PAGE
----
Environmental Site Maintenance
Gil Carrillo Headquarters:
Simi Valley, Calif.Markets:
Southern California, including Bakersfield, Santa Barbara County, Ventura County, Orange County, Los Angeles, Inland Empire, San Diego and Palm DesertServices:
Landscape maintenance, weed abatement and control, dust control, water sampling, erosion control, environmental maintenance, site monitoring and inspection, drain inlet filtration, and stormwater prevention pollution plans (SWPPP)Employees:
25 full timeWebsite: www.esmenvironmental.com
Gil Carrillo, president of Environmental Site Maintenance (ESM) in Simi Valley, Calif., is always trying to stay a step ahead of the game. Not only has he reconfigured his company in response to changes in the residential construction market sector, he's also had to adjust his services to meet California's water restrictions.
After Carillo bought ESM two years ago, he added landscape maintenance to the existing erosion control services that it provided, creating a suite of services that could meet nearly every environmental need on any given site.
The company provides necessary services when earth is moved for the purposes of development all the way to maintaining landscapes on newly constructed and established residential and commercial properties.
While other companies have seen work for residential construction dry up, ESM maintains on ongoing relationship, doing erosion control and sidewalk sweeping, with two developers - Richmond American Homes and Lennar Homes.
Working for the residential construction market sector still comprises 80 percent of the company's revenue stream, although the type of work has differed.
Restaurant owners feel this attractive drought-tolerant landscape maintained by ESM boosts business.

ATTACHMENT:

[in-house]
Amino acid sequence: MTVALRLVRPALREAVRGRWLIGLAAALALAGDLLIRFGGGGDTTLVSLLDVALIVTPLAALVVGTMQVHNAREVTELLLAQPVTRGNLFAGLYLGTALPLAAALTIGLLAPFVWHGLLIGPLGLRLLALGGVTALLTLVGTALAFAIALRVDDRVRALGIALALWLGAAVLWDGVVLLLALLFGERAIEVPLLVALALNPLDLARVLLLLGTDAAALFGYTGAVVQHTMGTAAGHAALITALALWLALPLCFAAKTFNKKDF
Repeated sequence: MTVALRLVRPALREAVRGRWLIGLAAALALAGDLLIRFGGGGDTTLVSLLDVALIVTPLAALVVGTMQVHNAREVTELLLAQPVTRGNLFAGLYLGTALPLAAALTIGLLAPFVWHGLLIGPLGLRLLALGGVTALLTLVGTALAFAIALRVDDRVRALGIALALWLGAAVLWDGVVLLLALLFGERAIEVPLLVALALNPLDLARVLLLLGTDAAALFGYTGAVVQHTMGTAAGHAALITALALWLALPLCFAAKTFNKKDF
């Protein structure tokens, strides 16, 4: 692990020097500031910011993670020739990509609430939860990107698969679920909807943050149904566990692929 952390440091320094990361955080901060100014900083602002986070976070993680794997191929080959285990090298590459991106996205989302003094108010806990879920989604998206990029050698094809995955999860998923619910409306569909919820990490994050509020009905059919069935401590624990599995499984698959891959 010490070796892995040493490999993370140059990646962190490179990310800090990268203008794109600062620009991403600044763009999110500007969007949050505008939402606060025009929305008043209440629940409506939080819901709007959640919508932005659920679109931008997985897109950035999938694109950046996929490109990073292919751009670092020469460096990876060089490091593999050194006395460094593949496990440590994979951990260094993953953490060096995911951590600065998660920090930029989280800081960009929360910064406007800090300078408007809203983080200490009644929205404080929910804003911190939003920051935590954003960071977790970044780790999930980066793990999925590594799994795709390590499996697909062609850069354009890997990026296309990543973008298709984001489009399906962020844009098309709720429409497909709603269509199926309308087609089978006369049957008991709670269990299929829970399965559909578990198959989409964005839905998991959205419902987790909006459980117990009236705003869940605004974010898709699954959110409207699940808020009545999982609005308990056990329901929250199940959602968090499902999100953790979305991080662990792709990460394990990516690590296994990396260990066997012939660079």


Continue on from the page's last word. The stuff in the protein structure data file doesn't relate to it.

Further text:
PHOTOS COURTESY OF ESM.
"We were providing erosion and sediment control services, which included vacuuming, street sweeping, dust control and installation of best management practices," Carrillo says. "As it slowed down, we were able to transition into doing their model home landscape maintenance as well as their weekly landscape maintenance.
That included mowing, blowing the debris and weeding," Carrillo adds. "We want to make sure the properties look good so when people come to look at buying a new home, it is aesthetically pleasing and makes them feel good."
Carrillo says Richland American has about 20 sites in Southern California. "Five years ago they had maybe 10 to 12 sites. Those sites had more than 40 houses going at a time. Now they have 20, but there's only three to five houses going at a time."
Maintenance in greater demand
The commercial landscape maintenance sector of the business is growing, with ESM providing an increasing amount of lawn mowing and weeding services. One emerging market is senior housing, which is becoming more predominant as the U.S. population ages. The company also provides services for single-family residences.